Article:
The R-value is a measure of thermal resistance used in the building and construction industry. Under uniform conditions it is the ratio of the temperature difference across an insulator and the heat flux (heat transfer per unit area per unit time through it.
The R-value being discussed is the unit thermal resistance. This is used for a unit value of any particular material. It is expressed as the thickness of the material divided by the thermal conductivity. For the thermal resistance of an entire section of material, instead of the unit resistance, divide the unit thermal resistance by the area of the material. For example, if you have the unit thermal resistance of a wall, divide it by the cross-sectional area of the depth of the wall to compute the thermal resistance.
The higher the number, the better the building insulation's effectiveness.
The US Department of Energy has recommended R-values for given areas of the USA based on the general local energy costs for heating and cooling, as well as the climate of an area. There are four types of insulation: rolls and batts, loose-fill, rigid foam, and foam-in-place. Rolls and batts are typically flexible insulators that come in fibers, like fiberglass. Loose-fill insulation comes in loose fibers or pellets and should be blown into a space. Rigid foam is more expensive than fiber, but generally has a higher R-value per unit of thickness. Foam-in-place insulation can be blown into small areas to control air leaks, like those around windows, or can be used to insulate an entire house.
There are many factors that come into play when using R-values to compute heat loss for a particular wall. Manufacturer R values apply only to properly installed insulation. Squashing two layers of batting into the thickness intended for one layer will increase but not double the R-value. (In other words, compressing a fiberglass batt decreases the R-value of the batt but increases the R-value per inch.) Another important factor to consider is that studs and windows provide a parallel heat conduction path that is unaffected by the insulation's R-value. The practical implication of this is that one could double the R-value of insulation installed between framing members and realize substantially less than a 50% reduction in heat loss. When installed between wall studs, even perfect wall insulation only eliminates conduction through the insulation but leaves unaffected the conductive heat loss through such materials as glass windows and studs. Insulation installed between the studs may reduce, but usually does not eliminate, heat losses due to air leakage through the building envelope. Installing a continuous layer of rigid foam insulation on the exterior side of the wall sheathing will interrupt thermal bridging through the studs while also reducing the rate of air leakage.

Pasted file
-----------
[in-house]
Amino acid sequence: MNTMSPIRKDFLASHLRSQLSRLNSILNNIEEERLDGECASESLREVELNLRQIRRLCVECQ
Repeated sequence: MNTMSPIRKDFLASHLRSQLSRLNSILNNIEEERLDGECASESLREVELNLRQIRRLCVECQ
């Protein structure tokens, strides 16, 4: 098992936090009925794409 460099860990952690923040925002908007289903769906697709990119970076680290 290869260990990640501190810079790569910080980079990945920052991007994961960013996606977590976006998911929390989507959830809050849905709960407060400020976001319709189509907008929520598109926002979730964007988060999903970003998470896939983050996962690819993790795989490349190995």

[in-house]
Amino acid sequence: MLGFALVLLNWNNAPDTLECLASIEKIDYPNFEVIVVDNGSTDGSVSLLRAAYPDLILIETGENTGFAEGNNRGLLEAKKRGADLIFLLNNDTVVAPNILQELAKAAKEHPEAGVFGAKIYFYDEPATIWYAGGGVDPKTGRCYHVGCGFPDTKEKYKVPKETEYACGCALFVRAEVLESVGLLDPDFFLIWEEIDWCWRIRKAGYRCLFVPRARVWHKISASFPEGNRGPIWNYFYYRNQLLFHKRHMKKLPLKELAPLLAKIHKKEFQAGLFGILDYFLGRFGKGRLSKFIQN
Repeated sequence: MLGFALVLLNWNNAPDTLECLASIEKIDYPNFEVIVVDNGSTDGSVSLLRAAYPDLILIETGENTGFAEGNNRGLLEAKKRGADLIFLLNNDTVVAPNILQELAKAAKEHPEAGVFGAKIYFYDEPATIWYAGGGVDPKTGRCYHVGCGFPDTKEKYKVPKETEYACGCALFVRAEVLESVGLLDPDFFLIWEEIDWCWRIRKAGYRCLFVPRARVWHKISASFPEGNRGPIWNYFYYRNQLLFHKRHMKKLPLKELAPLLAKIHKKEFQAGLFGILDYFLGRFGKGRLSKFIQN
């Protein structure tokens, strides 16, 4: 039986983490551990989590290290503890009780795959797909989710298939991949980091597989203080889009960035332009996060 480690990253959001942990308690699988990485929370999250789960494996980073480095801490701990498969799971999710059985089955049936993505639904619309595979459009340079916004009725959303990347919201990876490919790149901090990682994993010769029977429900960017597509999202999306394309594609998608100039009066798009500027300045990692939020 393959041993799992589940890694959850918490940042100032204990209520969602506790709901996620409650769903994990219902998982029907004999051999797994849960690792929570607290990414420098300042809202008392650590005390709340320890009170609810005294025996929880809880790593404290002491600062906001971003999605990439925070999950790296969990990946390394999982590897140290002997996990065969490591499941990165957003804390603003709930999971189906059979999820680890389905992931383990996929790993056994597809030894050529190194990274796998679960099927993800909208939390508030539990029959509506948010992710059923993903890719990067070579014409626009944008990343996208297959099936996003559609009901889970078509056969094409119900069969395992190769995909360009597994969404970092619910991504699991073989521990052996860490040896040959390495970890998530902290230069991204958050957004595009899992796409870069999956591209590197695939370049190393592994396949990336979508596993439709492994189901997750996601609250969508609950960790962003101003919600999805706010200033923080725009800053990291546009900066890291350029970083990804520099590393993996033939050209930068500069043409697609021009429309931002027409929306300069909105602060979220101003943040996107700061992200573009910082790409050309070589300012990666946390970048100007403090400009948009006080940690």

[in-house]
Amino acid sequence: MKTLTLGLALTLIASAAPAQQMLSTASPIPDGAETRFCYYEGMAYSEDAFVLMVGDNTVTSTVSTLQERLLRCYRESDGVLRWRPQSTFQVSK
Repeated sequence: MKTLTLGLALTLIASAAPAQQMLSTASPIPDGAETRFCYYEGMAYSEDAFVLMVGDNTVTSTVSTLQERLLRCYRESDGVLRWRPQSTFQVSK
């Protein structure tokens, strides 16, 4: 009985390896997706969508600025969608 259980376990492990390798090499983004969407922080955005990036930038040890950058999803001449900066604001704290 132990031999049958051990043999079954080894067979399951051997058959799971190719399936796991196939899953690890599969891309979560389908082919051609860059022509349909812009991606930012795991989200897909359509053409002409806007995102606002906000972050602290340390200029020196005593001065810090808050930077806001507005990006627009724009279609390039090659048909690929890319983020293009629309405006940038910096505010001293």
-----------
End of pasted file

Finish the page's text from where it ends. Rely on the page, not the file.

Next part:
R-values of products may deteriorate over time. For instance the compaction of loose fill cellulose creates voids that reduce overall performance; this may be avoided by densely packing the initial installation. Some types of foam insulation, such as polyurethane and polyisocyanurate are blown with heavy gases such as chlorofluorocarbons (CFC) or hydrochlorofluorocarbons (HFCs). However, over time a small amount of these gases diffuse out of the foam and are replaced by air, thus reducing the effective R-value of the product. There are other foams which do not change significantly with aging because they are blown with water or are open-cell and contain no trapped CFCs or HFCs (e.g., half-pound low density foams). On certain brands, twenty-year tests have shown no shrinkage or reduction in insulating value.
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